My next step is creating custom post types for the Author, Company, and Promo pages and adding custom fields I want to have there. It’s incredibly easy with JetEngine. I go to JetEngine > Post Types > Add New, and voila, ready!
But now it’s time to create templates for each page and place their custom fields where they should be. Well, it’s time to use another amazing plugin – JetThemeCore. It helps build page templates exactly how I want them to look. There’s a user-friendly dashboard for this:
But that’s not all because, with the help of JetThemeCore, you can also assign various combinations of those templates (theme parts) conditionally:
Now pages are ready and look good.
It’s time to move on to the next very crucial step: creating dynamic queries and listings. Later on, we can go back to the page and WooCommerce theme parts templates and add some blocks generated dynamically with the help of those listings.
Adding Authors, Promos, and Publishers and connecting them to books
The Author of the book could be just a meta field, and, frankly speaking, it would be easier. But on this website, I want each Author to have a page with their biography information and photo. As you remember, we’ve already created the Author custom post type. Of course, it’s possible to link the Author somewhere in the book description. But it would be a workaround. The same story with Publishers and Promotions.
JetEngine makes it possible to link books and authors with the help of the Relations feature. Basically, we take two independent entities and link them together, setting up a certain logic and idea of their relationships and their type (one-to-one, one-to-many, many-to-many). This feature is simply essential for showing related posts, for example.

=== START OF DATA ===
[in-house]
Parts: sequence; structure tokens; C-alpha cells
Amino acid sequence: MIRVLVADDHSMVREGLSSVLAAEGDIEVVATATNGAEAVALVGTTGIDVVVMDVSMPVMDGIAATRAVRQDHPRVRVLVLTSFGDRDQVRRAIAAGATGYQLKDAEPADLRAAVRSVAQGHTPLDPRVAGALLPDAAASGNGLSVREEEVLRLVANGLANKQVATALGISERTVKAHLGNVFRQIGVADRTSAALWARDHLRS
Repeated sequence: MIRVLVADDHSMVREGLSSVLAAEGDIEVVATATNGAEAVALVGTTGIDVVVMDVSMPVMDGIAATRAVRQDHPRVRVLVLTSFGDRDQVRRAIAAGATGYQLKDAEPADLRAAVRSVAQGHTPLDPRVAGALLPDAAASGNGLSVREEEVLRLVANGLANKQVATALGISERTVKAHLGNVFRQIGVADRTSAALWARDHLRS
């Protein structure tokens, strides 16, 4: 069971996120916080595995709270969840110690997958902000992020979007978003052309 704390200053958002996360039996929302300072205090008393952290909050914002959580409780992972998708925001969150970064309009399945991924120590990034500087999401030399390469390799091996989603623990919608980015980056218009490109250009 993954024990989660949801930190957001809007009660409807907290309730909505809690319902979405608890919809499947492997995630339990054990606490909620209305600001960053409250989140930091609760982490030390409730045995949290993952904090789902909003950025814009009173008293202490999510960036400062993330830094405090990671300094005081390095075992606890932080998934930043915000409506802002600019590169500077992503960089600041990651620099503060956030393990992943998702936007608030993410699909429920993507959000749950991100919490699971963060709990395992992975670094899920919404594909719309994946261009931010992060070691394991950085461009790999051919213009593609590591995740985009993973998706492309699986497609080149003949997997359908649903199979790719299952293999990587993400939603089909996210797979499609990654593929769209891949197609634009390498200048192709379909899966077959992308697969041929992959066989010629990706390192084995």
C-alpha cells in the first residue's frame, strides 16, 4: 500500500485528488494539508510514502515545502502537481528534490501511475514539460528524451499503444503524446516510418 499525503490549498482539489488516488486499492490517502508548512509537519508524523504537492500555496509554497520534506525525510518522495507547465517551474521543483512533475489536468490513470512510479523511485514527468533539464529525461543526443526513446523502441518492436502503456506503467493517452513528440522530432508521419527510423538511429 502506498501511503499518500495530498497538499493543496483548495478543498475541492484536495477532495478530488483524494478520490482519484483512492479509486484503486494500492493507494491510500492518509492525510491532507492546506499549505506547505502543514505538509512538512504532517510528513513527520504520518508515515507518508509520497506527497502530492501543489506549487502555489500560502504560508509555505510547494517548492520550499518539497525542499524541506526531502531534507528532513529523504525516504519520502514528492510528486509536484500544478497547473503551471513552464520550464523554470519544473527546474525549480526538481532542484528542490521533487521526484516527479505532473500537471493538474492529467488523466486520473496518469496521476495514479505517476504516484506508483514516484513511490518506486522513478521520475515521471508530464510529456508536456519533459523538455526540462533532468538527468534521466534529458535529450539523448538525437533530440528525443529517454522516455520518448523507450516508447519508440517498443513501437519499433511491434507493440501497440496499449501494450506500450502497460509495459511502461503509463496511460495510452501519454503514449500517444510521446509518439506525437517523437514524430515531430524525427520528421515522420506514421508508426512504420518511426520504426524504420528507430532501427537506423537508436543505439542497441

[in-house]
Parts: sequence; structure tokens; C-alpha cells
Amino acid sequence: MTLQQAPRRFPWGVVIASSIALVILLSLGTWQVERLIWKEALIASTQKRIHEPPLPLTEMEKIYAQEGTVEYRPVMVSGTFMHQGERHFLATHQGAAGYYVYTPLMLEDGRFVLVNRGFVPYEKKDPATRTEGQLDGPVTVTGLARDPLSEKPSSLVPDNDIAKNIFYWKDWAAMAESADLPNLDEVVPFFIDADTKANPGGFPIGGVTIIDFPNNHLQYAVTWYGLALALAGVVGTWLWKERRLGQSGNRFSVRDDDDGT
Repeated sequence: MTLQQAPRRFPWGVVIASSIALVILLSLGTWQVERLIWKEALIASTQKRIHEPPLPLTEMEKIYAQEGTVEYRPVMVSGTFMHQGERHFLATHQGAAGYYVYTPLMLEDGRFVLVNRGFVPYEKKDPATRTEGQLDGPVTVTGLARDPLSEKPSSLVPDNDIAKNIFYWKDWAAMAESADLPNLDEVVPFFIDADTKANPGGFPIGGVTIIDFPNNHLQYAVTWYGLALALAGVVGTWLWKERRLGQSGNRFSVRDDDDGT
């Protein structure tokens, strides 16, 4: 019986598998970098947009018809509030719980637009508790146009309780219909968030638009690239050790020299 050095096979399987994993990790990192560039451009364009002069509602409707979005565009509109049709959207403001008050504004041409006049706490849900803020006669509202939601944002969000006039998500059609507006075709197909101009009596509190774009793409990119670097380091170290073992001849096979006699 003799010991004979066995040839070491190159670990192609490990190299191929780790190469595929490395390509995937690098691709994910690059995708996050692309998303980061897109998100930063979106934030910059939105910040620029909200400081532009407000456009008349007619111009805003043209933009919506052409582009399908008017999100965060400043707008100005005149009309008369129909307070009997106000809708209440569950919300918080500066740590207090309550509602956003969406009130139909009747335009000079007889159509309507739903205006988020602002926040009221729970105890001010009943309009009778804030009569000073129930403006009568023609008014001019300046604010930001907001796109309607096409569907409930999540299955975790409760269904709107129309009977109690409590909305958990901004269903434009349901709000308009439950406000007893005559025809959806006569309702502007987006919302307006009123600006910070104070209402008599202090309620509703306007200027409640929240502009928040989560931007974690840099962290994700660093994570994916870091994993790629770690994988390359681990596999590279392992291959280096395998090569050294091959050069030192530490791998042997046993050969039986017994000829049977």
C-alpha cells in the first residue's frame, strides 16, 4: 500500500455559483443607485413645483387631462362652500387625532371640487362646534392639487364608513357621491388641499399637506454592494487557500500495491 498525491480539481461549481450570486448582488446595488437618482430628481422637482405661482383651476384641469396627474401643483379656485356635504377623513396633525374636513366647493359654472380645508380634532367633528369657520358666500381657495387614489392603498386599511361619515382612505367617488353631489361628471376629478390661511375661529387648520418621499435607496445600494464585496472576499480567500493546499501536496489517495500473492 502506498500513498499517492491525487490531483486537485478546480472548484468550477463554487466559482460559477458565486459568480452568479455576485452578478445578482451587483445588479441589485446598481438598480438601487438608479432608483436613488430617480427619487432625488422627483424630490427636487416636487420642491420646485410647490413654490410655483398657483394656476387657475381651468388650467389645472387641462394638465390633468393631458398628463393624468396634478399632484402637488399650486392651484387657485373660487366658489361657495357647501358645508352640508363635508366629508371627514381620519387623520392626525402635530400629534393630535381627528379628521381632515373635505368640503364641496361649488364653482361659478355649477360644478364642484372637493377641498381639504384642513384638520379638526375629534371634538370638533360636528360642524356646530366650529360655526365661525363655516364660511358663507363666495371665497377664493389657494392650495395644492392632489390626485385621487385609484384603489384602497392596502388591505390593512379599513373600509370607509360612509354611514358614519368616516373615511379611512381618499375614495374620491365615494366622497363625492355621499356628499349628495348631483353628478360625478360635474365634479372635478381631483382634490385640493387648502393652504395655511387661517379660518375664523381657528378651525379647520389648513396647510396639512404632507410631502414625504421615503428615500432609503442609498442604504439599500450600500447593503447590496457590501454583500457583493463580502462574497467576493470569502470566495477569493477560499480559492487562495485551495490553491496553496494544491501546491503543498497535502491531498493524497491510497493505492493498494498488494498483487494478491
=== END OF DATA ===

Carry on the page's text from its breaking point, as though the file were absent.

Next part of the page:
So, what we do is to create those relations. Let’s see how it’s done for Books-Authors one and what other options JetEngine offers to be used in its settings:
After doing this, we will get a new set of fields on the Product edit page – for connecting children Writers, Promotions, and Publishers. “Children” because in this relationship hierarchy, they are child objects to Products.
What we have to do here is simply select the connected objects from the list.
Generating blocks dynamically using Listings and Custom Queries
Listing is one of the central features of JetEngine, and it’s truthfully amazing if you know how to use it. But to learn it is very easy; you only need to understand the principle of how they work.
So, on the dynamic website, a lot of blocks are being generated dynamically. It means that the data shown in those blocks can change depending on the many factors. The most basic example is the product grid: you select a category and see products, information about which has been fetched from the database in the order, and the design you assigned for that grid.
The same logic can be applied almost anywhere on the website, from showing the discounts depending on the period, user’s type, and other conditions, to showing particular banners on specific pages.